On April 3, Iowa Gov. Chet Culver signed the House File 2400, the Iowa Surface Water Protection Act, into law. The measure is the result of more than two years of study and work by the Iowa Watershed Quality Planning Task Force. Now the real work of assessing and improving Iowa's water quality begins.
Rick Robinson, environmental policy adviser for the Iowa Farm Bureau, was a member of the task force. "We know farmers and all Iowans want to see improved water quality throughout our state, but it will take a lot more on-the-ground assessment, monitoring and education to bring all citizens together to see real improvements," he says. "A crucial component of this plan is the Water Resources Coordinating Council, and we are all excited that the Governor's office will have direct oversight of the group, which is integral to Iowa's watershed improvement success."
In addition to Gov. Culver's participation, the Water Resources Coordinating Council will coordinate at least 12 state agencies, including members from the Iowa Soil Conservation Division of the Department of Agriculture, Iowa Department of Public Health, Iowa Homeland Security, Iowa Department of Transportation and Iowa Department of Natural Resources. The council's job will be to coordinate plans and resources to assess Iowa's water resources and developing a marketing campaign to educate and engage Iowans on water quality.
Iowa Department of Agriculture fits in
Iowa Secretary of Agriculture Bill Northey issued the following statement last week, commenting on Gov. Culver's signing of the new legislation, which puts into law the recommendations of the Watershed Quality Planning Task Force.
The Iowa Department of Agriculture and Land Stewardship's Division of Soil Conservation was a member of the Watershed Quality Planning Task Force. The division of soil conservation is responsible for a wide variety of soil and water quality conservation programs and assists the 100 Soil and Water Conservation Districts across the state.
Northey points out that HF 2400 includes a number of provisions designed to protect water quality in Iowa. The legislation calls for:
* Creation of a Water Resource Coordinating Council. The council will be in the Governor's office and its main job is to coordinate the management of Iowa's water resources. The council will include a wide variety of groups, including the state secretary of agriculture and the director of the division of soil conservation at IDALS.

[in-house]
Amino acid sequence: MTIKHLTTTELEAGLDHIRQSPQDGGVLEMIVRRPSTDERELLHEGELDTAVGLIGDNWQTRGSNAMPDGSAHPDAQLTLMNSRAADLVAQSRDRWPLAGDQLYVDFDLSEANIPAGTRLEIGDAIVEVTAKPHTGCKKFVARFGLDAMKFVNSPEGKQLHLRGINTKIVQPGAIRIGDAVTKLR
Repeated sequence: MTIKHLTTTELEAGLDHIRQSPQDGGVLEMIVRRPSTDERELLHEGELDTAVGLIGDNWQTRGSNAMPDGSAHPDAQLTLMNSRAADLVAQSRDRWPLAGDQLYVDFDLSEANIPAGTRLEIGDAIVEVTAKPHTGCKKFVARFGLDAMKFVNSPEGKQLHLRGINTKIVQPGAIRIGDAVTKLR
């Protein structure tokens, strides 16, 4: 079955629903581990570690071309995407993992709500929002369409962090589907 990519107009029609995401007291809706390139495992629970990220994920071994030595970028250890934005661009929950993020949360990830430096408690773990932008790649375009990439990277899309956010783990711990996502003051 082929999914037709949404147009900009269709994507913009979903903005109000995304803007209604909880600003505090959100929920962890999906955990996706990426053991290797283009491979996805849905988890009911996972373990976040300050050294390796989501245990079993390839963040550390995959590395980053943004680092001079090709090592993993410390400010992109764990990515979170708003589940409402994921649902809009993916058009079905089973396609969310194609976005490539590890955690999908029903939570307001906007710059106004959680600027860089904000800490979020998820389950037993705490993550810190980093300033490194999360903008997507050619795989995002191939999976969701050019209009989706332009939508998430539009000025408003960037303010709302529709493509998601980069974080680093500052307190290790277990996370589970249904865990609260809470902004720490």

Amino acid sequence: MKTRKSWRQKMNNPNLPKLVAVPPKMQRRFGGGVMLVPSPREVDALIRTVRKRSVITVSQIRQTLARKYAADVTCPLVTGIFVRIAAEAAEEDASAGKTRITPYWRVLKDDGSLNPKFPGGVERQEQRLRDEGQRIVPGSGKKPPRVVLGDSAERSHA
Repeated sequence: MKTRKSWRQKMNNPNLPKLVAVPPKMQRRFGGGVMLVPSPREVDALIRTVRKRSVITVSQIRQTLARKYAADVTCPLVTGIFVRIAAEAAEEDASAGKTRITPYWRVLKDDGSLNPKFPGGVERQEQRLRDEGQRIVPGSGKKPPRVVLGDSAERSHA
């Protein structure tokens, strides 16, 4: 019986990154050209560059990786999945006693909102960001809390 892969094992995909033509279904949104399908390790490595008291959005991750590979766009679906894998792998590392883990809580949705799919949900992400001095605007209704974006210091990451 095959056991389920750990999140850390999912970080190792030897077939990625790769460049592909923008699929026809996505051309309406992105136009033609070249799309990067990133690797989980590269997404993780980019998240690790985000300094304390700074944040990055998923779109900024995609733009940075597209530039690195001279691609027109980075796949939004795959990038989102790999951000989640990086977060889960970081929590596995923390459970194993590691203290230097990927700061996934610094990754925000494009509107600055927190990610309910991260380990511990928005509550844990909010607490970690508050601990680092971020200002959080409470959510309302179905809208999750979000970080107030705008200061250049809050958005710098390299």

* Support for a Water Quality Research and Marketing Campaign. Purpose of the campaign is to educate Iowans about the need to take personal responsibility for water quality in their local watershed.
* Larger Watershed Assessment, Planning, Prioritization and Implementation. This effort will look at regional watersheds in the state.
* Smaller Watershed Assessment, Planning, Prioritization and Implementation. This effort will look at local, community-based, sub-watershed improvement plans.
* Support for Smaller Watershed Monitoring and Measurement. Purpose is to help communities with monitoring and measurement of subwatersheds.
* Assess and Prioritize Wastewater and Stormwater Treatment Infrastructure. The goal is to find which methods and systems present the greatest level of risk to water quality and health of residents.
Northey's comment regarding HF 2400
"Improving water quality is central to the work at the Iowa Department of Agriculture and Land Stewardship," says Northey. "I looking forward to working with the governor's office and other council members to continue to advance this important issue and to better coordinate our efforts to improve water quality in this state. I thank the legislature and Gov. Culver for providing strong, bipartisan leadership to get this legislation passed.
"The Council has the potential to help the wide variety of groups that are focused on improving water quality in the state work together better and avoid duplication that can result from a lack of coordination."